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The Jakarta Post: Govt blames hospitals for poor distribution of ARV drugs

Govt blames hospitals for poor distribution of ARV drugs
from The Jakarta Post, August 9, 2011

The government said lethargic hospital managements were to blame for the poor distribution of antiretroviral (ARV) drugs desperately needed by people with HIV.

Health Ministry director general of communicable diseases, HM Subuh, said ARV service centers in hospitals frequently sent late reports on ARV drug shortages, resulting in delays in getting ARV drugs from a central distributor to the service centers.

He said that this year, service centers at five hospitals in five regencies in three provinces — West Kalimantan, Gorontalo and South Sulawesi — did not report that they had run out of ARV drugs or had low stocks to the ministry’s Directorate General of Communicable Diseases.

“They forgot to examine their stock. Once they checked, they had run out for some time,” Subuh said.

As a result, service centers were forced to wait before receiving more ARV drugs because distribution took around a week. “In Jakarta, it only takes one day,” Subuh added.

He said service centers had to report once ARV buffer stocks had decreased to 50 percent.

State-owned pharmaceuticals firm PT Kimia Farma distributes ARV drugs imported from India to 217 ARV service centers nationwide.

“We import 20,000 doses of ARV drugs from India because India is one of several Asian countries producing the drugs under a WHO license,” Subuh said.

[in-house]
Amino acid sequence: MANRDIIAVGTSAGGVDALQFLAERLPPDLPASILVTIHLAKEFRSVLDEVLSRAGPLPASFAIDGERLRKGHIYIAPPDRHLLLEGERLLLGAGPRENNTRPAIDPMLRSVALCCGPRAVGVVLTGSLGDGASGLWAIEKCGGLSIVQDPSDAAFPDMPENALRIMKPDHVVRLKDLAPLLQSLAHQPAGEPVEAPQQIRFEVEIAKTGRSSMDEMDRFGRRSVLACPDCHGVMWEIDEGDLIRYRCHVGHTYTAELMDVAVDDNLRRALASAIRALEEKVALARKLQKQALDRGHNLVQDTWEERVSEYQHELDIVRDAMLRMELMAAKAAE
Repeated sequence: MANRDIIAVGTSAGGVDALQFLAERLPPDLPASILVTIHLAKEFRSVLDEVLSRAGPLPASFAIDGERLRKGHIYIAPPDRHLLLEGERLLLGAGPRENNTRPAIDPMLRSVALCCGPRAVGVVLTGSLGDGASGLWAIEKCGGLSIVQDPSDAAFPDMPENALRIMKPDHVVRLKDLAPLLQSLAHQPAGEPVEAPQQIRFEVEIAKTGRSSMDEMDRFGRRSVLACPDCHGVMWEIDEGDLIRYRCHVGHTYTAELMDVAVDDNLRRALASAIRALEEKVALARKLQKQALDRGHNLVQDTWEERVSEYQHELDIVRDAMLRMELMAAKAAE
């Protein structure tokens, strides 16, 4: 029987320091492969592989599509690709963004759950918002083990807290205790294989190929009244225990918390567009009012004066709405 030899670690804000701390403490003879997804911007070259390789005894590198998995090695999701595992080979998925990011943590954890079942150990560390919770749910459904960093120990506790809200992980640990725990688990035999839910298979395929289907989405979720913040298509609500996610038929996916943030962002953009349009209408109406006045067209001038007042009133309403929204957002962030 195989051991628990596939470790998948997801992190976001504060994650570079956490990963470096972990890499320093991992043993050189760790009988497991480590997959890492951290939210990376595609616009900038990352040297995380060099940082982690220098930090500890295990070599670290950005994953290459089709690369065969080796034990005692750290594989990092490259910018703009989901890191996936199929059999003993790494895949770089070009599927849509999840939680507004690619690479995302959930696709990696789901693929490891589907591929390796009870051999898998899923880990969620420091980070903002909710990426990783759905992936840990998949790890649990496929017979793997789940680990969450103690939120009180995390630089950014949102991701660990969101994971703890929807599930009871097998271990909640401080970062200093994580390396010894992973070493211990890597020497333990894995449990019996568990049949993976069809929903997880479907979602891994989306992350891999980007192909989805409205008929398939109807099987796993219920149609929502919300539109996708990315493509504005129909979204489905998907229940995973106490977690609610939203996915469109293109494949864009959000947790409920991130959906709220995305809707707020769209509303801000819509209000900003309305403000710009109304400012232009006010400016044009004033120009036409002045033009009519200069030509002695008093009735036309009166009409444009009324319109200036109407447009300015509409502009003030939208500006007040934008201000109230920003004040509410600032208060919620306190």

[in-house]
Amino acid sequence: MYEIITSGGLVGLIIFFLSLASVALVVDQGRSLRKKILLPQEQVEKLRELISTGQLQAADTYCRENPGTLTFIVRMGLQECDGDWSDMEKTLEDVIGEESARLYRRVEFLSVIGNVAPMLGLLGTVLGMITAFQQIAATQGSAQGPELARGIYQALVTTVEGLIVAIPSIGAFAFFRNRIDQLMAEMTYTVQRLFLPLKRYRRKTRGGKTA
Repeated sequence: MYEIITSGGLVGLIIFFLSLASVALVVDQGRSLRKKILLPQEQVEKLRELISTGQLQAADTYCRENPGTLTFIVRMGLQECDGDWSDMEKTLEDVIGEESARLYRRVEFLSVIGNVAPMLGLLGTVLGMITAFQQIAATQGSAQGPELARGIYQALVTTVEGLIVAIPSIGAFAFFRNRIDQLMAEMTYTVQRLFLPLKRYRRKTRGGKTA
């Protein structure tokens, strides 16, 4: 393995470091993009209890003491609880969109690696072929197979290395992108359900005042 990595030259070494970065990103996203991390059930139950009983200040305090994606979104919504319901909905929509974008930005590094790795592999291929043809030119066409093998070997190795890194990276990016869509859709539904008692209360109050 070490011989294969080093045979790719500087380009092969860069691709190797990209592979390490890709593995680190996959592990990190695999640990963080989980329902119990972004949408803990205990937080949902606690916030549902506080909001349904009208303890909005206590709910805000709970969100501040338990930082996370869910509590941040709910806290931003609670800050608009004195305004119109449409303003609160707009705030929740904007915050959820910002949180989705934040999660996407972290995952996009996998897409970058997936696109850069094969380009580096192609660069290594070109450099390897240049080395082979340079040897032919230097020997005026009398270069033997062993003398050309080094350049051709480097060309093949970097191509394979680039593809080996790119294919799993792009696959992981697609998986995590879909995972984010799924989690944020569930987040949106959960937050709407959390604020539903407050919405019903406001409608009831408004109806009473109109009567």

He added that the government allocated Rp 120 billion (US$14.1 million) to buy the drugs, with an additional Rp 30 billion from international funds. Subuh said there were an estimated 189,000 Indonesians with HIV/AIDS, 20,000 of who receive ARV therapy.

Novian from the NGO People Infected with HIV Network (Jothi) said Kimia Farma and the ministry’s Directorate General of Communicable Diseases were to blame for the delays.

“The government is not serious about addressing the issue. Kimia Farma has all the data on ARV drugs needed by hospitals each month. They could be more active about monitoring and not just wait.”

Jothi claimed several service centers in Yogyakarta, Jambi and East Nusa Tenggara gave expired ARV drugs to patients due to the poor distribution.

Novian said that in July, doctors at Yogyakarta’s Sardjito Hospital gave ARV drugs that had expired in May to patients. “Doctors said the drugs could be used three months after the expiration date,” he said.

Earlier this year, 40 HIV-positive children below the age of five at WZ Yohanes Hospital in Kupang, East Nusa Tenggara, were given ARV drugs intended for adults, which could have an adverse effect on their immune systems. (fem)

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